Lorna O'Donnell

Ellen OCarroll

PhD, Trinity College, Dublin, 2012
Dip. Environmental Impact Assessment Management, University College Dublin, 2003
MA, Archaeological Methods and Practices, University College Cork 1994
BA (Hons), Archaeology and History, University College Dublin, 1991

 

Member

Institute of Archaeologists of Ireland (IAI)
Association for Environmental Archaeology (AEA)
Royal Society of Antiquaries of Ireland
Irish Quaternary Research Association (IQUA)
Irish Wood Anatomists Association (IWAA)

E-mail:  eocarro@tcd.ie
Phone +353-86-8241753

Expertise

  • Wood and charcoal identifications
  • Wood analysis and reporting on worked wood and wooden artefacts
  • General advice for wood and charcoal sampling strategies on archaeological excavations to produce the most informative data set for further analysis and later publications
  • Pollen and microfossil studies including macroscopic charcoal in relation to vegetation reconstructions and human dynamics.

 

I graduated from University College Dublin in 1991 with a BA Honours degree in Celtic archaeology. After working on various wetland excavations with the Irish Archaeological Wetland Unit I became interested in wood identifications and wood use as well as research investigations towards woodland reconstructions and woodland management. In 1994 I completed an MA in archaeological methods and practices from University College Cork. My thesis was on ‘’The Analysis of Two Wooden Assemblages from Corlea bog Co. Longford and King John's Castle Co. Limerick." Since 1994 I have worked on various excavations and research projects as well as completing many environmental reports associated with the analysis of charcoal and wood as well as wooden artefacts from archaeological excavations. What stood out to me was the sheer narrowness of the rolex replica uk coupled with the tight turns throughout. Biver is known for making his own cheeses so it no surprise that this cheesy sauce battle took place. I am replica watches entirely sure who won, but I believe watches store took this one. In a time when there is uncertainty in the industry and a vast swath of rolex submariner replica for buyers, especially in this price range, both of these timepieces stand out and outclass many similarly priced offerings. That about it for branding on the watch, which is refreshingly subtle considering rolex replica with a racing team titled after an energy drink. The two are basically the same apart from some replica watches uk titanium carbide on the base of the pushers and the center of the case. The matte ceramic swiss replica watches is deep and attractive, matching the dial wonderfully.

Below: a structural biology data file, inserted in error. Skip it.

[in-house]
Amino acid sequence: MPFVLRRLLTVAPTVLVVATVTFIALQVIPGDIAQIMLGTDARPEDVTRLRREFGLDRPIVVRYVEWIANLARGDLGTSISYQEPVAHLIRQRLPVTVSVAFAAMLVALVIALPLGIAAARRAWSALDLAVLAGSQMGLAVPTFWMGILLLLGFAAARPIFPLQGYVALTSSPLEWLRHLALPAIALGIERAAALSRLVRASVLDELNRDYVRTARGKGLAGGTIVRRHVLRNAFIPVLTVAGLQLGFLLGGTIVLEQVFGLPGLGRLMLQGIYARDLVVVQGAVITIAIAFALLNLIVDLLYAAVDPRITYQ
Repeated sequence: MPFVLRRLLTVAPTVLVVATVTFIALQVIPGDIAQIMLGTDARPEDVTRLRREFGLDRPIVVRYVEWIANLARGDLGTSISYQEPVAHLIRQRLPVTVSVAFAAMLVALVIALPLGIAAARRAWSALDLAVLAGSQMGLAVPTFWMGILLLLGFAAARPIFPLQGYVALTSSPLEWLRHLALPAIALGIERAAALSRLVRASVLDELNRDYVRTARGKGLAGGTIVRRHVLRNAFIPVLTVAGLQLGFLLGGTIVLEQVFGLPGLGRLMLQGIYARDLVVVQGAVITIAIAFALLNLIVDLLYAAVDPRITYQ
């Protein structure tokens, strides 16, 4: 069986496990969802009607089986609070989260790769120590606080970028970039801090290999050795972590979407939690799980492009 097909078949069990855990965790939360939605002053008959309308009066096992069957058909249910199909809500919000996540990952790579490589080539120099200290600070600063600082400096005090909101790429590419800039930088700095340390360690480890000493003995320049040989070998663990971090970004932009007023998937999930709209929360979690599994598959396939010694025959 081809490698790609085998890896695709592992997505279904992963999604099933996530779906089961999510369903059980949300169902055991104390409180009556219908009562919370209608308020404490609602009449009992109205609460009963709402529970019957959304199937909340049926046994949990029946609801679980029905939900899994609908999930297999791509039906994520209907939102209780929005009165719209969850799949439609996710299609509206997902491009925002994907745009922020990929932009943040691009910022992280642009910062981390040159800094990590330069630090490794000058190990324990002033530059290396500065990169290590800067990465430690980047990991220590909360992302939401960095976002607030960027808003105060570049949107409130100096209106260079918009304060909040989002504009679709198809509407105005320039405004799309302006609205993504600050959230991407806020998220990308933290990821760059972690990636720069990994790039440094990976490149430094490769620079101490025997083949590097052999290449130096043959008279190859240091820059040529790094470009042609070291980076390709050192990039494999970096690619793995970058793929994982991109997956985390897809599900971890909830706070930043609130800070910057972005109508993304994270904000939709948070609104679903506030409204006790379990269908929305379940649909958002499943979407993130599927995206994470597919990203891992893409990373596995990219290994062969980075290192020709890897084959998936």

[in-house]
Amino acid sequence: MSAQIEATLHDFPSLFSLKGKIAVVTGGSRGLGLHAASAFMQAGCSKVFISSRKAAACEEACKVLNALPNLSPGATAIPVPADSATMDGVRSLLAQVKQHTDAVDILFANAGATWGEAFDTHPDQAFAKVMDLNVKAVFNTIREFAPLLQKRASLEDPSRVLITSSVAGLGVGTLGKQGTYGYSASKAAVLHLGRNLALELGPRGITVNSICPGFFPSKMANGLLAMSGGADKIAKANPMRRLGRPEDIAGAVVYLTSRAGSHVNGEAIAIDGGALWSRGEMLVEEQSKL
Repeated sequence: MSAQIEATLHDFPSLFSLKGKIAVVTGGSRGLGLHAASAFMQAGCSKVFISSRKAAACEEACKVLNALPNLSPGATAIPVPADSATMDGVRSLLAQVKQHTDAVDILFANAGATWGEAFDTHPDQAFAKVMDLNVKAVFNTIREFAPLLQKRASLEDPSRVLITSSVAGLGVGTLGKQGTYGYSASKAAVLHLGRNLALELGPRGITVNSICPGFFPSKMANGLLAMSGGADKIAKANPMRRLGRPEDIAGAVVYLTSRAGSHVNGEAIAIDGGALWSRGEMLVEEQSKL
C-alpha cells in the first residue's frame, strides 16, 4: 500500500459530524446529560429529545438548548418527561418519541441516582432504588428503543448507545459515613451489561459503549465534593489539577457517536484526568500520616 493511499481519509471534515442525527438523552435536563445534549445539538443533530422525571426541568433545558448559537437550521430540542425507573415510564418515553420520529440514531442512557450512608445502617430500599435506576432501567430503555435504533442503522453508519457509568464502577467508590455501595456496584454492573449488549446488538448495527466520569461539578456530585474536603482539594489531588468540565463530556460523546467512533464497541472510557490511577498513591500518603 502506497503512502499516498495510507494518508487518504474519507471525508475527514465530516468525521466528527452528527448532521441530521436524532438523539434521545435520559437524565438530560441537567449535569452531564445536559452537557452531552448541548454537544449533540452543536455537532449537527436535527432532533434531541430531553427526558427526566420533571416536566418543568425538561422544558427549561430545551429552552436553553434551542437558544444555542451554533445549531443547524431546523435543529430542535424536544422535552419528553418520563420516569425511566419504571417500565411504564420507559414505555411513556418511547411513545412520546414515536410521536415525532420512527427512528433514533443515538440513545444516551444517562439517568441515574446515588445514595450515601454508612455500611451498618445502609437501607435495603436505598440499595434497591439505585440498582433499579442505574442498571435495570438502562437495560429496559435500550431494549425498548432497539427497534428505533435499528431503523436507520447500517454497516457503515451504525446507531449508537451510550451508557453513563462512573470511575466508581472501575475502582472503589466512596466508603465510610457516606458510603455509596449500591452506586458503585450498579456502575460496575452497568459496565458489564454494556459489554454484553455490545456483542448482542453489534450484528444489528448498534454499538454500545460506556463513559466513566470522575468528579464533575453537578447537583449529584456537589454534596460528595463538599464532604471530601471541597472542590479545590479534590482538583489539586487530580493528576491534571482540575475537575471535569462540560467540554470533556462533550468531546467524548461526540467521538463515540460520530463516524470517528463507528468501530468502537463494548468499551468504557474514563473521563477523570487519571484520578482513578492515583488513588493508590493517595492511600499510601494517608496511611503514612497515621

I was awarded a PhD in 2012 on ‘Quantifying woodland resource usage in the Irish midlands using archaeological and palaeoecological techniques’ under the supervision of Professor Fraser Mitchell at the Botany Department, Trinity College, Dublin.

I have just completed a comprehensive document with Dr. Meriel Mc Clatchie on ‘Guidelines for the retrieval, analysis and reporting of plant macro-remains, wood and charcoal from archaeological deposits, and the use and applicability of pollen analysis for the National Roads Authority.